Should the Secretary of Defense or the President Set Troop Levels?
That didn’t take long. Moments after news broke that President Donald Trump had delegated a measure of authority to adjust troop levels in Afghanistan to Secretary of Defense James Mattis, critics came out barking. Such delegation of authority, they insisted, was both “unprecedented” and “dangerous.”
It’s an interesting interpretation of American military history. Prior to the Vietnam War, allowing the secretary of defense (or, before 1947, the secretary of war) to adjust troop deployments in conflict was the norm.
In World War II, President Franklin D. Roosevelt rarely “overrode the decisions of his military commanders.” Imagine Gen. George C. Marshall travelling to see the president to request the deployment of a nine-man engineer squad overseas, or Gen. Ulysses S. Grant visiting President Abraham Lincoln to request permission to move a brigade. It’s only in more contemporary times that presidents have seen fit to severely limit decisions on military deployments.
Having established that recent micromanagement of troop levels is the exception in the American military experience. However, the question remains: Is giving the secretary of defense authority to adjust troop levels a good idea?
The answer is clearly a resounding “yes.”
Military conflict is dynamic. In modern war, situations change daily. Enemies react in unforeseen ways to U.S. actions; fleeting opportunities present themselves; vulnerabilities are exposed. Responding quickly to these events requires an agile and rapid system of decision making, which is extraordinarily challenging if the decision to deploy every single element of military power must be approved by the president.
Delegations of authority are normally documented in writing, so the new authority given to Secretary Mattis doubtless specifies the limits within which he must operate. For example, he probably can’t deploy 20,000 new soldiers without first discussing it with the president and obtaining his approval. But the ability to approve troop movements below an established limit will bring a refreshing element of speed and responsiveness to U.S. decision-making—an element that has been absent for at least ten years.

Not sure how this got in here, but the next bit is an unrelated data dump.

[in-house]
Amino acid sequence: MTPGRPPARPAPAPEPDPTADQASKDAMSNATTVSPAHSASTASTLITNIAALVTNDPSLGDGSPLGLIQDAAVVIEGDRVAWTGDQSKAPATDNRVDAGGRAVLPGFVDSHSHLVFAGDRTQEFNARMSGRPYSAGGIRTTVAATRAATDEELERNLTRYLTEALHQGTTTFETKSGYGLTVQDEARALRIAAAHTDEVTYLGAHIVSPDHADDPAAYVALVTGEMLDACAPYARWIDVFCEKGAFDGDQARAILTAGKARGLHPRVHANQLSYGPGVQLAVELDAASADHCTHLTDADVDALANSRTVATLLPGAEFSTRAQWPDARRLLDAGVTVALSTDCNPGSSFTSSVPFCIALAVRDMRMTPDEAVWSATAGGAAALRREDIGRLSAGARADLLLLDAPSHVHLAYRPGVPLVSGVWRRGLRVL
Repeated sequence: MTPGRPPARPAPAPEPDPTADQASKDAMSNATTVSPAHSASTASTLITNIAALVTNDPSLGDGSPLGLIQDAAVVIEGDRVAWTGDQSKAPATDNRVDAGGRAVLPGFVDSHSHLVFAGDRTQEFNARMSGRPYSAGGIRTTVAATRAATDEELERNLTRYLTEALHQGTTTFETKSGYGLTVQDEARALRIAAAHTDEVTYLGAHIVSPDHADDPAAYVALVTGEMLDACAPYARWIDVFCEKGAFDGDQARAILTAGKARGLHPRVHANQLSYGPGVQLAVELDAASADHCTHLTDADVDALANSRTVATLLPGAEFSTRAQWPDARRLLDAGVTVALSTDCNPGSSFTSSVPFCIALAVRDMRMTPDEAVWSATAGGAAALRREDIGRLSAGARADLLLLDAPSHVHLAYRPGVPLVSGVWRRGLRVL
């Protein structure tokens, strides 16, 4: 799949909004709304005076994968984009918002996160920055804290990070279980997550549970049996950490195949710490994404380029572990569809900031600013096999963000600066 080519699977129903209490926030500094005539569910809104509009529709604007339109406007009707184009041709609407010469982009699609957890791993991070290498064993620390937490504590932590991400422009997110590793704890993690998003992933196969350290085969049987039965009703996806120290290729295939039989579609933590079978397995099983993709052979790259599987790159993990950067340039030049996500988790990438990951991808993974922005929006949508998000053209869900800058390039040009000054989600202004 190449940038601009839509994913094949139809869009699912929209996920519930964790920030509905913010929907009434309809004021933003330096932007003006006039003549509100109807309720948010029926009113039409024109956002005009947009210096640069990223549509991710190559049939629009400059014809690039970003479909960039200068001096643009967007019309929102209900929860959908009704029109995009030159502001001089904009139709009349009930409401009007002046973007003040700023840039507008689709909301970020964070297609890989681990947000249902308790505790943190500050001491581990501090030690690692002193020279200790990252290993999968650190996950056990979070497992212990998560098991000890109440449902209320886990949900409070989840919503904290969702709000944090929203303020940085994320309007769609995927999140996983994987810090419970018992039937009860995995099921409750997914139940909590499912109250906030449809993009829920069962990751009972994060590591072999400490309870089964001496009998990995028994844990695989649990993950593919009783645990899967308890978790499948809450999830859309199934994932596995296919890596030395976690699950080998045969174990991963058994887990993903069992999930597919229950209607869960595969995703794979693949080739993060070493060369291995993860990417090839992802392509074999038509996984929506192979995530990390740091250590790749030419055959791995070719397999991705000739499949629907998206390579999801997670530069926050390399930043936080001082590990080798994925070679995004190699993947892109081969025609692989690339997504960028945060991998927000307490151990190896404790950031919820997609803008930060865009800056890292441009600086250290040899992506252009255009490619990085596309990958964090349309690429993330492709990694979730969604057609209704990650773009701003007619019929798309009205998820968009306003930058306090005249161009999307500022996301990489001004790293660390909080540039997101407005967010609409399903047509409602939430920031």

In recent years, decisions to deploy even small teams of linguists or military police platoons had to go to the Oval Office for consideration if they exceeded the troop caps, often costing weeks of time. President Trump’s delegation will accelerate these decisions, making them more timely and effective.
But perhaps more importantly, the artificial troop limits imposed during the last eight years of the Obama administration have made U.S. military operations both less effective and more costly. The Government Accountability Office found that force management levels as imposed by the president present a “unique challenge” to military planners, forcing commanders to deploy just parts of whole units and to make suboptimal decisions.
In one notable case from 2016, the troop limits imposed by President Obama precluded the army from deploying a requested whole aviation brigade of helicopters. Instead, the unit was forced to deploy without its organic maintenance personnel. This resulted in less effective maintenance and increased costs, as the unit was forced to rely on contract maintenance personnel.
Finally, it’s a proven fact that delegating a measure of authority to trusted subordinates is a way to create a shared sense of responsibility among your team. President Trump’s decision to delegate authority will do more than benefit U.S. military efforts. The delegation itself demonstrates and encourages leadership, which is a quality in short supply in Washington right now. It should be applauded, not condemned.
Thomas W. Spoehr, a retired Army lieutenant general, is director of the Center for National Defense at The Heritage Foundation.